Sep 12 17:35:30 instance-1 postfix/smtp[19741]: connect to aspmx.l.google.com[2607:f8b0:400c:c02::1b]:25: Network is unreachable
    Sep 12 17:35:33 instance-1 postfix/smtps/smtpd[19735]: disconnect from x.x.x.x.isp.au[x.x.x.x] ehlo=1 auth=1 mail=1 rcpt=1 data=1 quit=1 commands=6
    Sep 12 17:35:35 instance-1 dovecot: imap-login: Login: user=, method=PLAIN, rip=x.x.x.x, lip=10.142.0.2, mpid=19743, TLS, session=
    Sep 12 17:36:00 instance-1 postfix/smtp[19741]: connect to aspmx.l.google.com[74.125.31.27]:25: Connection timed out
    Sep 12 17:36:00 instance-1 postfix/smtp[19741]: connect to alt2.aspmx.l.google.com[2a00:1450:400c:c06::1a]:25: Network is unreachable
    Sep 12 17:36:00 instance-1 postfix/smtp[19741]: connect to alt1.aspmx.l.google.com[2a00:1450:400b:c01::1a]:25: Network is unreachable
    Sep 12 17:36:10 instance-1 dovecot: imap([email protected]): Logged out in=30633 out=1715
    

    As far as I know, I’ve got the setup alright. I use MySQL and have virtual domains and virtual users. It seems to work fine and the test commands all work out.

    But now I get to the point where I set up Outlook at home, and add my new IMAP account. mail.mysite:993 and mail.mysite:465. This adds the account and a message from Outlook is dropped in /var/mail/.

    But when I go to send email from Outlook, which should go to my server and get passed on, I keep getting blocked. It must be the port 25 it’s trying to reach another server on. I don’t know really, that’s my guess. I want the mail server to connect and e.g. deliver mail over SSL/TLS to the recipient email server on port 465 or 587. How do I get this working, so my mail server will accept mail from me and deliver it?

    I’ve googled for hours and I’m making absolutely no progress!

  • Much appreciated. Well written article.

  • Brandon
    1 year ago

    This article would rate better if it did not include unrelated and unfounded commentary.

  • Thank you for the great article explaining what goes into an end-to-end email server. I am using mine now on Ubuntu 18.10.

  • Love the intro. Well founded if you’re not brain dead.

  • Great article. What would be useful too is how to set up specific email addresses to RECEIVE mail on the server. All the articles I’ve found deal with sending mail… which I can do, but when I try and send from gmail > myServer, I get “550 5.7.1 Relaying denied” email response ( ? )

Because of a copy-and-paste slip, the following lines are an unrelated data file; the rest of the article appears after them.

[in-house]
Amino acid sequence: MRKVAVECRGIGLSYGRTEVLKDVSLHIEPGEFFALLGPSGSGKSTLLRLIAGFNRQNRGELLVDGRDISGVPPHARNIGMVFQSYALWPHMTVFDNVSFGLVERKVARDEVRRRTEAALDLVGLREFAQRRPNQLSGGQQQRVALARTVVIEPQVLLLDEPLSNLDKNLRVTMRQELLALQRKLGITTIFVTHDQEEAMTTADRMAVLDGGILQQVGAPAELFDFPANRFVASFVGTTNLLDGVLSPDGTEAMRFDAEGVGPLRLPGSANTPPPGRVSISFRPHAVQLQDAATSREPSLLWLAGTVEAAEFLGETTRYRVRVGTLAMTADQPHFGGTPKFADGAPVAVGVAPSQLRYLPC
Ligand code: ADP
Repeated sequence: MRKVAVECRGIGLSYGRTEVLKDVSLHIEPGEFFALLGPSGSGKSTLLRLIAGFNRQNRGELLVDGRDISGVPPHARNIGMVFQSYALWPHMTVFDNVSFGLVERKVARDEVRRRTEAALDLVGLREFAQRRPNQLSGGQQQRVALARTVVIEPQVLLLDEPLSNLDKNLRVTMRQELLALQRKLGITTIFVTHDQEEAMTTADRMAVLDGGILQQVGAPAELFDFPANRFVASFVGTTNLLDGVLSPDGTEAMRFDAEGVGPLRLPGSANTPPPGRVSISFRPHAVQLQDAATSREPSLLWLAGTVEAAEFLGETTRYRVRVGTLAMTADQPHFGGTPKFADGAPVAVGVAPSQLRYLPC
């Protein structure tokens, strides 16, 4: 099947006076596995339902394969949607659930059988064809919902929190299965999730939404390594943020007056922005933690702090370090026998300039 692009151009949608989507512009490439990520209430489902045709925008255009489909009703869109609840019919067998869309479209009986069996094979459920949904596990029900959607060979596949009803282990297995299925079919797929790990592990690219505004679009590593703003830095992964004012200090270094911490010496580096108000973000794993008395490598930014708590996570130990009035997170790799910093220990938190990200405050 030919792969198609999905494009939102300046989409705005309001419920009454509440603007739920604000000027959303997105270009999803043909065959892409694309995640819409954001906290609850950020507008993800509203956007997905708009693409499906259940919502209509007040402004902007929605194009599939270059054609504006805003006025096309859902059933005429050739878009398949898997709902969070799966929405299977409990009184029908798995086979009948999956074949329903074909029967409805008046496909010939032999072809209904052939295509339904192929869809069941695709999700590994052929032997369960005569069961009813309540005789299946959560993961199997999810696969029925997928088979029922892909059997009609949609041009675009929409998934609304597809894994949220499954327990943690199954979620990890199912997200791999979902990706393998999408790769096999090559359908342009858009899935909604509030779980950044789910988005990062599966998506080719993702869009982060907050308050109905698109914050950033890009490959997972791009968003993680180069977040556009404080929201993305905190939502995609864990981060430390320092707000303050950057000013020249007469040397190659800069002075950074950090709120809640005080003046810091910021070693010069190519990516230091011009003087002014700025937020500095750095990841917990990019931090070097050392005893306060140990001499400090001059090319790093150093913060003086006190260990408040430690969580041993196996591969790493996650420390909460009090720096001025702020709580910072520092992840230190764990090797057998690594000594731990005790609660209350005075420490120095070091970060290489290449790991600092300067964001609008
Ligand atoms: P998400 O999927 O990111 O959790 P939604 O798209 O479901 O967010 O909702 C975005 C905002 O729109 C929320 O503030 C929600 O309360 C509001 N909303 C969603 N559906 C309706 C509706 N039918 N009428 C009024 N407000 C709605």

• Raymond Wu
    6 months ago

    Thank you for putting all these together. Very helpful!!!!!

  • Shibasis Patel
    2 months ago

    The first time I tried, it worked and I got a mail in my spam folder. The next time I tried, it didn’t send my email and said:

    1] Our system has detected an
        550-5.7.1 unusual rate of unsolicited mail originating from your IP
        address. To 550-5.7.1 protect our users from spam, mail sent from your IP
        address has been 550-5.7.1 blocked. Please visit 550-5.7.1
        https://support.google.com/mail/?p=UnsolicitedIPError to review our 550
        5.7.1 Bulk Email Senders Guidelines. q2si5578154pgd.28 - gsmtp (in reply to
        end of DATA command)
    
  • Auditor R.
    1 month ago

    Followed all the tutorial parts, everything is good and working.
    Learned a lot by doing from scratch. Big Thanks.
    Got one question. How can i add other domains, ex: [email protected], [email protected] ?

  • torvan
    6 days ago

    5 star writing! Very clear and informative and plain language for understanding. One shot then started as smoothly as expected. Continue learning Part 2 and Part 3.

  • G.R.Regis
    4 days ago

    I’ve alway heard that setting up your own email server with postfix and dovecot was a terrible pain and it was just best to use something like iRedmail or Modoba if you wanted to host your own. I’ve tried in the past using various tutorial and gave up used those other packages for a while. After being my go to for linux guides because they are always so easy to follow and just work, I decided to try Linuxbabe’s Postfix/Dovecot tutorial series (on Debian 10 instead) and it was a breeze. I highly recommend this entire series and any other tutorial on this site.

  • Nathaly
    2 hours ago

    Hello,
    Sorry for my bad English, I’m French and I use google translate.
    Super tutorial very well explained. Too bad he just use the Mbox format. Indeed, it is not very practical to have to create an account on the server for each email address without speaking that we can not, if I’m not mistaken, make aliases. (For example, to [email protected] and [email protected] in the container [email protected]).
    Do you want to follow this tutorial using the Maildir format?
    Otherwise, is it difficult to adapt this tutorial to switch to Maildir format and use MySQL to create postfix accounts?
    In any case, thank you again for this great tutorial!